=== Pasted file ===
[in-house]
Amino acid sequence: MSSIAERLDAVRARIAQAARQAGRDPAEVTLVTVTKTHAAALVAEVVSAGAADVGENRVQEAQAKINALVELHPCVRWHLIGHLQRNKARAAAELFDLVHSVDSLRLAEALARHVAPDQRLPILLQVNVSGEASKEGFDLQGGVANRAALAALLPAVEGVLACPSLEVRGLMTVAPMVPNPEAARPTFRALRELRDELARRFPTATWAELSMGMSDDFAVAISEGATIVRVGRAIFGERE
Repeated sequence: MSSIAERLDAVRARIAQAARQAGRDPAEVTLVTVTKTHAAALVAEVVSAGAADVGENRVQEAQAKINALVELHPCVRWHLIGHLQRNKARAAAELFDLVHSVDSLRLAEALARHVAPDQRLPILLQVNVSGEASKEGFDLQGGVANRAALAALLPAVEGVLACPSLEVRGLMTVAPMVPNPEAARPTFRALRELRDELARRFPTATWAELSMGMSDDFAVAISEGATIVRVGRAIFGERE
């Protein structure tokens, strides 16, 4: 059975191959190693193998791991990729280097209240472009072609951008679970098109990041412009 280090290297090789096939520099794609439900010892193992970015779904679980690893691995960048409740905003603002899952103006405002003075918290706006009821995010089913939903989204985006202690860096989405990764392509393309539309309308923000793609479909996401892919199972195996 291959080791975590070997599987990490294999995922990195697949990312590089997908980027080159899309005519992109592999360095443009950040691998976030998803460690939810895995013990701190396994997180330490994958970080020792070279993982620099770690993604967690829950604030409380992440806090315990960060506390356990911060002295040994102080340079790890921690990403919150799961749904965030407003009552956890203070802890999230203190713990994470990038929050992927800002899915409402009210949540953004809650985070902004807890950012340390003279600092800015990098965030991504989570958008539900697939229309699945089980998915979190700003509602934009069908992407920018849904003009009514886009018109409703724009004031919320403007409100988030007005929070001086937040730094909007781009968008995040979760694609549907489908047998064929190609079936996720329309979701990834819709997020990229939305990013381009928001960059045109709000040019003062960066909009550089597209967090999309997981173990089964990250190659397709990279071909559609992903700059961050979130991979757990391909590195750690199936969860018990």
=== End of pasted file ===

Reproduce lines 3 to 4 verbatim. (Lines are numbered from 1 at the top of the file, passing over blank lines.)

Repeated sequence: MSSIAERLDAVRARIAQAARQAGRDPAEVTLVTVTKTHAAALVAEVVSAGAADVGENRVQEAQAKINALVELHPCVRWHLIGHLQRNKARAAAELFDLVHSVDSLRLAEALARHVAPDQRLPILLQVNVSGEASKEGFDLQGGVANRAALAALLPAVEGVLACPSLEVRGLMTVAPMVPNPEAARPTFRALRELRDELARRFPTATWAELSMGMSDDFAVAISEGATIVRVGRAIFGERE
């Protein structure tokens, strides 16, 4: 059975191959190693193998791991990729280097209240472009072609951008679970098109990041412009 280090290297090789096939520099794609439900010892193992970015779904679980690893691995960048409740905003603002899952103006405002003075918290706006009821995010089913939903989204985006202690860096989405990764392509393309539309309308923000793609479909996401892919199972195996 291959080791975590070997599987990490294999995922990195697949990312590089997908980027080159899309005519992109592999360095443009950040691998976030998803460690939810895995013990701190396994997180330490994958970080020792070279993982620099770690993604967690829950604030409380992440806090315990960060506390356990911060002295040994102080340079790890921690990403919150799961749904965030407003009552956890203070802890999230203190713990994470990038929050992927800002899915409402009210949540953004809650985070902004807890950012340390003279600092800015990098965030991504989570958008539900697939229309699945089980998915979190700003509602934009069908992407920018849904003009009514886009018109409703724009004031919320403007409100988030007005929070001086937040730094909007781009968008995040979760694609549907489908047998064929190609079936996720329309979701990834819709997020990229939305990013381009928001960059045109709000040019003062960066909009550089597209967090999309997981173990089964990250190659397709990279071909559609992903700059961050979130991979757990391909590195750690199936969860018990």